I’m seeing more and more confusing regarding West Virginia’s gun laws as of 2019. Here is a quick rundown of some important things every West Virginian should know:
West Virginia recognizes the right of United States Citizens, or Legal Residents of the United States, who are 21 years of age or older, and who are not otherwise prohibited under state or federal law from possessing a firearm, to carry a concealed weapon in West Virginia without first obtaining a concealed carry license. This is known as “Constitutional Carry,” in this, as well as other freedom-loving states.
This allows qualified persons to carry any “deadly weapon,” not just a pistol/revolver, like the old permit process allowed. What can be carried concealed under constitutional carry?
A “deadly weapon” is generally deemed as “an instrument which is designed to be used to produce serious bodily injury or death or is readily adaptable to such use.” W. Va. Code § 61-7-2(9). It includes, but is not limited to, knives, switchblades, metallic knuckles, pistols, revolvers, and blackjacks. W. Va. Code § 61-7-2. Other items will be considered a “deadly weapon” for purposes of this statute where the circumstances of a particular case demonstrate that the weapon was “dangerous or deadly.” See Syl. Pt. 5, State v. Choat, 178 W. Va. 607, 363 S.E.2d 493 (1987).
What is the definition of “concealed” under the law?
“Concealed,” for purposes of W. Va. Code § 61-7-1, et seq., means:
hidden from ordinary observation so as to prevent disclosure or recognition. A deadly weapon is concealed when it is carried on or about the person in such a manner that another person in the ordinary course of events would not be placed on notice that the deadly weapon was being carried. For purposes of concealed handgun licensees, a licensee shall be deemed to be carrying on or about his or her person while in or on a motor vehicle if the firearm is located in a storage area in or on the motor vehicle.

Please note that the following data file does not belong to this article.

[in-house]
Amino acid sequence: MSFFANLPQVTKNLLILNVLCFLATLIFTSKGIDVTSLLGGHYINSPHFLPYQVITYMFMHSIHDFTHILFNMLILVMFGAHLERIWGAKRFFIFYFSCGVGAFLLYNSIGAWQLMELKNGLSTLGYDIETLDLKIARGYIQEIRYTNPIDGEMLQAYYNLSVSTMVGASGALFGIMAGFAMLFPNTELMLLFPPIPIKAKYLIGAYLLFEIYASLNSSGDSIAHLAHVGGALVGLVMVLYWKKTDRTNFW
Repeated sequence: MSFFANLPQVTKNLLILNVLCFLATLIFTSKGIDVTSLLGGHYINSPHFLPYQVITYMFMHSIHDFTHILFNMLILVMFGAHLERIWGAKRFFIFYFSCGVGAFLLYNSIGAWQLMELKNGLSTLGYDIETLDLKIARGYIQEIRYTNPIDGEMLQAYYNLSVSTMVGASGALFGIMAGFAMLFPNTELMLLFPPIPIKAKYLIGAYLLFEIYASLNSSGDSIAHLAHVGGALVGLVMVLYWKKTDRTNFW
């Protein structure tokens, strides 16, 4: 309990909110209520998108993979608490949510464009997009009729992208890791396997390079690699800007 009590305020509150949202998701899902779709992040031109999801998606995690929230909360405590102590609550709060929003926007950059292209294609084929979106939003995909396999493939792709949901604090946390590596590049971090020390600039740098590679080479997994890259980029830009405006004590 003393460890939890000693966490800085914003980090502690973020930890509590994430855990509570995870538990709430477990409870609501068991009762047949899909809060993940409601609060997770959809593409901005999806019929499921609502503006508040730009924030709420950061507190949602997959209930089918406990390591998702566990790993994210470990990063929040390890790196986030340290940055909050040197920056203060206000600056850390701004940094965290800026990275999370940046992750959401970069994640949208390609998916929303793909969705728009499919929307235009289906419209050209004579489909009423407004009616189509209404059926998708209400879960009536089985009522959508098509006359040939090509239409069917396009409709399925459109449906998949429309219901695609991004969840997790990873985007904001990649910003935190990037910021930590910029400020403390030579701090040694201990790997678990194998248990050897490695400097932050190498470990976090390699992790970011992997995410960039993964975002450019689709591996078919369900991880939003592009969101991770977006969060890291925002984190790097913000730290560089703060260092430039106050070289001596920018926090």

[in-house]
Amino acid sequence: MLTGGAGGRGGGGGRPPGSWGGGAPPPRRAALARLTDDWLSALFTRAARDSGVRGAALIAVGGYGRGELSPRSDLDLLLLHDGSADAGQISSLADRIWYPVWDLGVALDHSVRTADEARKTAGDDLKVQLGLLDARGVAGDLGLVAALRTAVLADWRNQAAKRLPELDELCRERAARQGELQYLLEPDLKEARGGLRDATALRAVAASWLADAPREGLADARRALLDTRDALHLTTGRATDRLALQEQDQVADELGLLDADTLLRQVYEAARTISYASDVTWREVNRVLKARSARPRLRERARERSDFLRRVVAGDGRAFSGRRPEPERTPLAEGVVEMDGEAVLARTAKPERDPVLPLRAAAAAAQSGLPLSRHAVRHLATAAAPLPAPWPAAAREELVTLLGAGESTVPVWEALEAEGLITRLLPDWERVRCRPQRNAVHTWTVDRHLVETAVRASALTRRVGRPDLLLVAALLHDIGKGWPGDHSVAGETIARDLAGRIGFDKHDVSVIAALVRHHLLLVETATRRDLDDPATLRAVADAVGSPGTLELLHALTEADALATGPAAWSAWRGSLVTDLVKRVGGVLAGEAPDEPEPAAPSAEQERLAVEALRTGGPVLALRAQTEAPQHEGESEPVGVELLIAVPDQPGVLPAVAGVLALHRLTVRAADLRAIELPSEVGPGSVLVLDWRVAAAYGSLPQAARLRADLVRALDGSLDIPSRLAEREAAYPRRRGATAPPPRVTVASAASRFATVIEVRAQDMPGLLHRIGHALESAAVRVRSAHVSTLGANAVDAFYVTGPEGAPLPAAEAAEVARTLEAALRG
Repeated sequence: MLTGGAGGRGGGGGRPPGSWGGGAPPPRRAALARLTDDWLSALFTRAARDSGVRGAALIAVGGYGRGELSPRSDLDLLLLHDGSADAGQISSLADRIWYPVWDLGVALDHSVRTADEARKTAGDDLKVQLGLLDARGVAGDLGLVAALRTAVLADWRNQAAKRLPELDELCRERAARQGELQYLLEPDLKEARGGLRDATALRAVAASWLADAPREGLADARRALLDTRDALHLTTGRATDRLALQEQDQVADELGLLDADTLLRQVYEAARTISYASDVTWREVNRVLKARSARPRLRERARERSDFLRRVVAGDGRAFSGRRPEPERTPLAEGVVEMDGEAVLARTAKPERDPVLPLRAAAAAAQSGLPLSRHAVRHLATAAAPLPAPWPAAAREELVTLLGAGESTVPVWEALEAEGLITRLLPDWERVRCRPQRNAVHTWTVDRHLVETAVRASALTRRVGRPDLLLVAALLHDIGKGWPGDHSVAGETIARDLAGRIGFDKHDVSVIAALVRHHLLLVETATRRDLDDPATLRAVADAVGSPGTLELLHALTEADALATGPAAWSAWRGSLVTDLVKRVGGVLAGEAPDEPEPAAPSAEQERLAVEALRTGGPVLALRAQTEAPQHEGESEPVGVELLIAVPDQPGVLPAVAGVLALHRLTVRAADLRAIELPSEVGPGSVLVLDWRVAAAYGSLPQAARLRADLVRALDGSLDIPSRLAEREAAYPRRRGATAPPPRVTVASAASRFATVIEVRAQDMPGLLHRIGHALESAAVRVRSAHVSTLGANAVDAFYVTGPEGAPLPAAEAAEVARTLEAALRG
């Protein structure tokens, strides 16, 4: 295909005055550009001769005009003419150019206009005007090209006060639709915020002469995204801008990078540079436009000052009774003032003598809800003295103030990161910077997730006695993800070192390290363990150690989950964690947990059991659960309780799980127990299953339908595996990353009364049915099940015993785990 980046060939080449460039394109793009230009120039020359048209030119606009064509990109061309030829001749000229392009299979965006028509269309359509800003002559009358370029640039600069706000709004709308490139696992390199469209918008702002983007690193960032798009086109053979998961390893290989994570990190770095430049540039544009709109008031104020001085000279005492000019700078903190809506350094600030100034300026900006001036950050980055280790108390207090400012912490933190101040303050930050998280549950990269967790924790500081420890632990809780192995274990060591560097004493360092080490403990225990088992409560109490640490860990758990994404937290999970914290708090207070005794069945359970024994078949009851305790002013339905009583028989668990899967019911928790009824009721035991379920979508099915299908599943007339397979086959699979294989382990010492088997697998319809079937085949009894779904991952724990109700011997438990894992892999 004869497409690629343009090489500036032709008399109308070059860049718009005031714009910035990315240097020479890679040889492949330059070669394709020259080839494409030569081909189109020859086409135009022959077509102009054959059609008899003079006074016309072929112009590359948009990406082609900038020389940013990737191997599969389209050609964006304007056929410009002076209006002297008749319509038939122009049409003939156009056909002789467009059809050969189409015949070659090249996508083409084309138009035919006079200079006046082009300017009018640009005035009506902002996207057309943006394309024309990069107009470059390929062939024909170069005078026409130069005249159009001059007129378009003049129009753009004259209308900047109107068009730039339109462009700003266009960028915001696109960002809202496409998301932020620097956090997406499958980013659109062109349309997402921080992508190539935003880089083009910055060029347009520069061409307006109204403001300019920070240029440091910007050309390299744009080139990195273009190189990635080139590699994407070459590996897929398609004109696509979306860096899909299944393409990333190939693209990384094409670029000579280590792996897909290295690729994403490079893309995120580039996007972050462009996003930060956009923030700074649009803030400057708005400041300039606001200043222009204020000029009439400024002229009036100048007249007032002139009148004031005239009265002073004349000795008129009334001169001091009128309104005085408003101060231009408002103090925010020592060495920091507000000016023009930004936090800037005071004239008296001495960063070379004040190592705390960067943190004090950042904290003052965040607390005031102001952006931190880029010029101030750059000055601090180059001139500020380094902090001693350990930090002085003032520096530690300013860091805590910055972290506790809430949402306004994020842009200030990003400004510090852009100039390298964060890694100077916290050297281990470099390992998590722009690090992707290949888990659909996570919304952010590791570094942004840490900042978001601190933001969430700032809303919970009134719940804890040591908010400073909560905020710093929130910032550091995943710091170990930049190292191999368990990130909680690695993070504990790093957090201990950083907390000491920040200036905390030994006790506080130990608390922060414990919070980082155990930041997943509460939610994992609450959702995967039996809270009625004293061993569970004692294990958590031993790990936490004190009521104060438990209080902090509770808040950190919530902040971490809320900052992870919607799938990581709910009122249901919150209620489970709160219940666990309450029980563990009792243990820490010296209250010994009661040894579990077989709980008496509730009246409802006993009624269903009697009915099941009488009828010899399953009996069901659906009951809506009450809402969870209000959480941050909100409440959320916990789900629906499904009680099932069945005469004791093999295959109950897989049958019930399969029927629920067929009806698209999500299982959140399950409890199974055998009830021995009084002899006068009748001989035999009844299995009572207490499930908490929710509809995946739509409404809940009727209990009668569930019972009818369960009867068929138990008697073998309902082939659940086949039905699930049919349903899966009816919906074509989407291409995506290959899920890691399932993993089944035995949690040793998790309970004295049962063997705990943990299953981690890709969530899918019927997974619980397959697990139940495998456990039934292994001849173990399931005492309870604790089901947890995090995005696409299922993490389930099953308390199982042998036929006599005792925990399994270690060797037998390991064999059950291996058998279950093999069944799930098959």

- West Virginia’s constitutional carry law applies only to persons physically within the State of West Virginia. It does not authorize any person to carry in another state.
- It does not apply to persons under the age of 21, even if they are otherwise eligible to possess a firearm.
18-21 year olds:
Just how is freedom denied to 18-21 year olds who have fought and died in foreign wars for the politicians who restricted their God-given rights?
- WV residents from 18-20 years of age who are not otherwise prohibited by law may obtain a “Provisional License” to carry a concealed pistol/handgun (ONLY- no nunchucks,etc.) for a total cost of $40.00. It will be valid until the person turns 21.
- NOTE: The provisional license only applies to pistols or revolvers. Other concealed deadly weapons (such as brass knuckles, knives longer than 3.5″, clubs, ASPs, etc…) may result in arrest, fine, and jail time. An 18-20 year old who carries any concealed deadly weapon without a license will face a year in jail and a $1000 fine, and could find themselves disqualified for firearms ownership in the future. The same penalty applies to an 18-20 year old who carries a concealed deadly weapon other than a handgun, even if they have a provisional license. 21+ persons are allowed to carry deadly weapons other than firearms concealed, provided that weapon is legal to possess, and that they are not prohibited by law from possessing firearms. Disqualified persons (felony convictions, etc..) who carry concealed deadly weapons of any kind face severe criminal penalties.